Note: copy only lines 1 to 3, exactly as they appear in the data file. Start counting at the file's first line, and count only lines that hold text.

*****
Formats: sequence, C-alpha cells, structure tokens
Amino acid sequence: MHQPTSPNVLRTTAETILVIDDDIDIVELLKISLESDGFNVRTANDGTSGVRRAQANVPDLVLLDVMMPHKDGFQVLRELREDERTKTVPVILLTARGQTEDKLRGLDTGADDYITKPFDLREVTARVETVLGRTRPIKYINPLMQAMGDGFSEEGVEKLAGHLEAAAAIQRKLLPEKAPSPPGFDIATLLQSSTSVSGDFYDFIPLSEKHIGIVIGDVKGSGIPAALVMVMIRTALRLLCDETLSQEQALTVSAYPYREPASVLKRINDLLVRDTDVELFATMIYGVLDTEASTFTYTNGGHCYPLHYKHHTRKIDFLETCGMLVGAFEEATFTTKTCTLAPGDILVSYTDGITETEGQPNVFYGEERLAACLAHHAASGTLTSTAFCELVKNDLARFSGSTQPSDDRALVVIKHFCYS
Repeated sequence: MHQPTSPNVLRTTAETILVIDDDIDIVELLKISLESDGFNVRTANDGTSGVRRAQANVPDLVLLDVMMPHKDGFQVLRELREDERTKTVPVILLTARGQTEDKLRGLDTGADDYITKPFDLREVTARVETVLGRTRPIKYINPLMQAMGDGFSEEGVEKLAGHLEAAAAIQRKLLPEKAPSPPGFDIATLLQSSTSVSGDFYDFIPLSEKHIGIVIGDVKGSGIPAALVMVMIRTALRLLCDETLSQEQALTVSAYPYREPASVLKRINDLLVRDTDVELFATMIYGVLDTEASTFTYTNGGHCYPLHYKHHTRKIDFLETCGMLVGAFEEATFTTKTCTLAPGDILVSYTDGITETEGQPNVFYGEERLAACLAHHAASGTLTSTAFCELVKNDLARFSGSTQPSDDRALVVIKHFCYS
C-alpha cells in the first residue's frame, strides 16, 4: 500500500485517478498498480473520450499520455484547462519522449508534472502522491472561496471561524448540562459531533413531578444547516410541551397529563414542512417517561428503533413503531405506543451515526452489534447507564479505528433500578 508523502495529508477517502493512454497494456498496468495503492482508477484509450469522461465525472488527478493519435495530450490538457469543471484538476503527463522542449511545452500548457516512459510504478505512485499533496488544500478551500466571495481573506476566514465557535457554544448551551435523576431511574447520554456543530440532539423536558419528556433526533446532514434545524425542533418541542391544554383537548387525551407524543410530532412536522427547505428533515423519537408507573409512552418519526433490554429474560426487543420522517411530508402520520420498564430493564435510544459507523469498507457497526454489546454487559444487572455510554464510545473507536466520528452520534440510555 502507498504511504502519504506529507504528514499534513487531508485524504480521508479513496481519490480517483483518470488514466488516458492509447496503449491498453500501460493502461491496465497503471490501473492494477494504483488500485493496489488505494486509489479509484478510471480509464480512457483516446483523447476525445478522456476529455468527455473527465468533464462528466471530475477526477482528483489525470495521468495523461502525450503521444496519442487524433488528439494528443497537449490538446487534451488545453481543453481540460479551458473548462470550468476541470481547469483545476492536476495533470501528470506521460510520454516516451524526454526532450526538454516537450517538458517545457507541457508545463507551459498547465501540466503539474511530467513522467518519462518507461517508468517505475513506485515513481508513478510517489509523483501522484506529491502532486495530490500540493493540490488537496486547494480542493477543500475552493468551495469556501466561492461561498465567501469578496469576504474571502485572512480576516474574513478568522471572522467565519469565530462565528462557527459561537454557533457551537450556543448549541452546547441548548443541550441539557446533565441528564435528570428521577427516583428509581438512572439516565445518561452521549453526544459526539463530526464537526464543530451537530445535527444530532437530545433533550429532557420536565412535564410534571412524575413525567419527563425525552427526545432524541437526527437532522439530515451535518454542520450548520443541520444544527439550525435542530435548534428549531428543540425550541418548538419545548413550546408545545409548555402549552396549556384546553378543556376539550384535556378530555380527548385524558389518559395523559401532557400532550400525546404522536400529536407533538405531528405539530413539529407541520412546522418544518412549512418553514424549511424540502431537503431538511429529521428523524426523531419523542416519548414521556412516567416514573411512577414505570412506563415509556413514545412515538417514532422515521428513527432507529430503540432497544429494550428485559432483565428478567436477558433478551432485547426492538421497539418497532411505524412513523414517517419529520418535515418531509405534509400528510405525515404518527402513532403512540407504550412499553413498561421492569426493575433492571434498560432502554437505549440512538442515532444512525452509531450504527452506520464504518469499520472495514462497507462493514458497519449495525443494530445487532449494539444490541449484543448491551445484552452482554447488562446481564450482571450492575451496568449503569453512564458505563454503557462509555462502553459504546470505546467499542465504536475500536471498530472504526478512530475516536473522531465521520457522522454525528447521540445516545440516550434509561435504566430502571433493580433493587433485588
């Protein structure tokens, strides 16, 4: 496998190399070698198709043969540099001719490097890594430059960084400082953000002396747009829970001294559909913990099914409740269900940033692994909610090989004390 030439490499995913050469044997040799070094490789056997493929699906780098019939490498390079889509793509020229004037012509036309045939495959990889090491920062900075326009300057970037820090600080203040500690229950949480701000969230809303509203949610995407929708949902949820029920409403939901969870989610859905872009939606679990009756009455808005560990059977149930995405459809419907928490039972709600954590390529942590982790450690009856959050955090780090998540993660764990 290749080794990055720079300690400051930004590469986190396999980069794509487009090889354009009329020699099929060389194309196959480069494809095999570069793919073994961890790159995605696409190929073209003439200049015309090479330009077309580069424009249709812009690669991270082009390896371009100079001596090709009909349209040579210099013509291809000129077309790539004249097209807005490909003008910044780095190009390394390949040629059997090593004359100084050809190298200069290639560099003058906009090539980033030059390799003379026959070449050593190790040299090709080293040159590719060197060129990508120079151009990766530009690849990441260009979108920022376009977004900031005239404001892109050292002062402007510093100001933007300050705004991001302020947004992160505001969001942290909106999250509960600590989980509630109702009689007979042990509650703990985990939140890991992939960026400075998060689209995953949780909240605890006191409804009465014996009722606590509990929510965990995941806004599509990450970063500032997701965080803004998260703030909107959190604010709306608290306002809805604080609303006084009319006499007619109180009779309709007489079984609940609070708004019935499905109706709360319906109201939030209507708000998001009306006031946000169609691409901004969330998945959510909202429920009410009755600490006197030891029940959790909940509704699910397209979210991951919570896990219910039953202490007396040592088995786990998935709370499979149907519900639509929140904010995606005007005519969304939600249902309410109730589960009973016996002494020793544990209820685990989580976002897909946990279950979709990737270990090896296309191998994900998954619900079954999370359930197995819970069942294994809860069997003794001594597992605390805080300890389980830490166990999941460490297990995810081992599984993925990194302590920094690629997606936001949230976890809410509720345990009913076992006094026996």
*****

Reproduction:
Formats: sequence, C-alpha cells, structure tokens
Amino acid sequence: MHQPTSPNVLRTTAETILVIDDDIDIVELLKISLESDGFNVRTANDGTSGVRRAQANVPDLVLLDVMMPHKDGFQVLRELREDERTKTVPVILLTARGQTEDKLRGLDTGADDYITKPFDLREVTARVETVLGRTRPIKYINPLMQAMGDGFSEEGVEKLAGHLEAAAAIQRKLLPEKAPSPPGFDIATLLQSSTSVSGDFYDFIPLSEKHIGIVIGDVKGSGIPAALVMVMIRTALRLLCDETLSQEQALTVSAYPYREPASVLKRINDLLVRDTDVELFATMIYGVLDTEASTFTYTNGGHCYPLHYKHHTRKIDFLETCGMLVGAFEEATFTTKTCTLAPGDILVSYTDGITETEGQPNVFYGEERLAACLAHHAASGTLTSTAFCELVKNDLARFSGSTQPSDDRALVVIKHFCYS
Repeated sequence: MHQPTSPNVLRTTAETILVIDDDIDIVELLKISLESDGFNVRTANDGTSGVRRAQANVPDLVLLDVMMPHKDGFQVLRELREDERTKTVPVILLTARGQTEDKLRGLDTGADDYITKPFDLREVTARVETVLGRTRPIKYINPLMQAMGDGFSEEGVEKLAGHLEAAAAIQRKLLPEKAPSPPGFDIATLLQSSTSVSGDFYDFIPLSEKHIGIVIGDVKGSGIPAALVMVMIRTALRLLCDETLSQEQALTVSAYPYREPASVLKRINDLLVRDTDVELFATMIYGVLDTEASTFTYTNGGHCYPLHYKHHTRKIDFLETCGMLVGAFEEATFTTKTCTLAPGDILVSYTDGITETEGQPNVFYGEERLAACLAHHAASGTLTSTAFCELVKNDLARFSGSTQPSDDRALVVIKHFCYS